Jerry Dias, national president of Unifor, which represents the plant workers, said Toronto has set aside money to buy new streetcars and subway cars that could be built in Thunder Bay, but that funding for the project pledged by the Ontario and Canadian governments has not materialized. “While Rome is burning, I’ve got 1,000 jobs that are about to be lost,” he said.
Alstom will drop the Bombardier name from new rail equipment it builds, Mr. Poupart-Lafarge said. He said the company debated whether to keep it but decided to avoid confusion with Bombardier’s aviation business.
Rail manufacturing is expected to grow at a compound annual growth rate of 2.3 per cent by 2025, Alstom said Friday. The COVID-19 pandemic has forced the temporary suspension of operations at several train facilities across the globe but recent stimulus announcements by governments confirm that rail is a long-term priority for many countries as a sustainable mobility solution, the company said.
“There is a small wound but the prospects are, if anything, improving,” Mr. Poupart-Lafarge said. “[This year] looks great in most countries in the world.”
Alstom’s CEO said he feels the root cause of BT’s problems is tied to the wider pressure experienced at parent Bombardier Inc. He said signs of distress stretch back at least a decade when BT was having trouble delivering on newly won contracts after a wave of commercial success. At the time, Bombardier was starting to experience early complications in developing its C Series airliner, a program whose delays and cost overruns would eventually push its balance sheet close to the brink.
Instead of openly addressing the difficulties at BT by communicating them to the market and admitting it might need to take some loss provisions and make further investments, Bombardier took steps in the early 2010s to “hide a little bit the difficulties to avoid polluting” the broader company, which was already experiencing trouble in other areas, Mr. Poupart-Lafarge said.
Bombardier has been in “firefighting mode” trying to resolve its train delivery issues and Alstom’s aim is to give its engineers and managers “the necessary air to breathe” and implement corrective action, Mr. Poupart-Lafarge said. He said there will be extensive talks with Bombardier customers to better understand where Alstom should concentrate its early efforts.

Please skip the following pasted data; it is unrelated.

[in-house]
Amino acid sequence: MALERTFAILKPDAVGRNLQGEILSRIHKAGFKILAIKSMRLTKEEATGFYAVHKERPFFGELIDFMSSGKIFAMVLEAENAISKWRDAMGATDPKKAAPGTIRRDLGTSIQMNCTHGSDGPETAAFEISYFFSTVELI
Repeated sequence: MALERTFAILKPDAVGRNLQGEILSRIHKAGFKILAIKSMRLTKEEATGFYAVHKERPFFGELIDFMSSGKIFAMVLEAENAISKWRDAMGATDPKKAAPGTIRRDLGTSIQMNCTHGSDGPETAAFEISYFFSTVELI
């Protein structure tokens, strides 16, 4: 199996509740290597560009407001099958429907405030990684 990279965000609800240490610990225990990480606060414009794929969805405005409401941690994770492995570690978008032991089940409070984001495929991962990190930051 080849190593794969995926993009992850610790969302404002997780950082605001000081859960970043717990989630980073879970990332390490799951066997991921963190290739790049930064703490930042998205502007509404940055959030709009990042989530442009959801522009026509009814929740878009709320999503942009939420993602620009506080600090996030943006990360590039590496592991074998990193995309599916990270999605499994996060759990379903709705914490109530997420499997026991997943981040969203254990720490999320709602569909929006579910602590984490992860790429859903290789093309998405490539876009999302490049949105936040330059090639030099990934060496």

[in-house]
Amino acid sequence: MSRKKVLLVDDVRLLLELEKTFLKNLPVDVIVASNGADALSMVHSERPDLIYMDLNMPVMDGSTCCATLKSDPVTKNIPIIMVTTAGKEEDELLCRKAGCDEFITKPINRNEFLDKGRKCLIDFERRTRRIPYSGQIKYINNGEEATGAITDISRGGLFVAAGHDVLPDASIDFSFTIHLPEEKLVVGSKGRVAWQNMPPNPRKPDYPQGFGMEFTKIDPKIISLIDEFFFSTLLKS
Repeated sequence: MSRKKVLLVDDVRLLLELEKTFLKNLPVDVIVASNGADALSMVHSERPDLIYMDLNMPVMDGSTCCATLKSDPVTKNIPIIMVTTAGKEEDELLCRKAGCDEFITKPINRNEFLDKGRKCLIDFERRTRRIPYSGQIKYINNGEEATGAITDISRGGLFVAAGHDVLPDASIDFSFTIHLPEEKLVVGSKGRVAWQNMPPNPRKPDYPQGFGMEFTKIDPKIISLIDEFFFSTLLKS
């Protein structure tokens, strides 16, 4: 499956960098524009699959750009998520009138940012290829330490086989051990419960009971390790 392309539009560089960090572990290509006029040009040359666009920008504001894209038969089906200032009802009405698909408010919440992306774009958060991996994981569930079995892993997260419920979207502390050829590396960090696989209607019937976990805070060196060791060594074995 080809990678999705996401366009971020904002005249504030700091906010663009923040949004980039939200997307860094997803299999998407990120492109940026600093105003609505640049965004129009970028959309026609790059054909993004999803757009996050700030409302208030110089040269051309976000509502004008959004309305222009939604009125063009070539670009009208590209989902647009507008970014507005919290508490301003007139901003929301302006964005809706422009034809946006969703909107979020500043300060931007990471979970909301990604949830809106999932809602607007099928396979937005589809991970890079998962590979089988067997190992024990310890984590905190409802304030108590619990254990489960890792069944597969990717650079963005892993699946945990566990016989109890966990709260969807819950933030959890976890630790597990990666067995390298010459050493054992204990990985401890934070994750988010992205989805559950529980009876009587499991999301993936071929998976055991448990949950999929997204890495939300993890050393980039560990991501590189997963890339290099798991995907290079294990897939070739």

Despite the challenges, Mr. Poupart-Lafarge said he’s looking forward to bringing BT, maker of Zefiro high-speed trains and Movia metro systems, into the Alstom fold. The business will give Alstom much greater scale in markets such as North America, Germany, Britain and China and brings a global culture that is well adapted to the changing rail market, he said.
Pension fund giant Caisse de dépôt et placement du Québec becomes Alstom’s largest shareholder through the deal with a 17.5-per-cent stake. Alstom plans to partner with the Caisse. The pension fund will act as a financial investor on specific contracts, on future bids, Mr. Poupart-Lafarge said.
For Bombardier, the transaction marks the end of a 50-year push into rail that started in 1970 with the acquisition of Austrian tram maker Lohnerwerke. The company is now staking its future on business jets, betting that there are enough billionaires and executives wanting to travel privately to prompt new jet orders and keep its maintenance and service centres busy.
Proceeds from the BT sale will help Bombardier address its debt near-term, said analyst Dan Fong of Veritas Investment Research. The company said Friday its pro forma net debt at the end of 2020 stood at about US$4.7-billion.
“Out of the gate, they’ll still be heavily levered,” Mr. Fong said. “But at least they’ll have a pretty good runway to ramp-up the business-jet division before additional maturities come due.”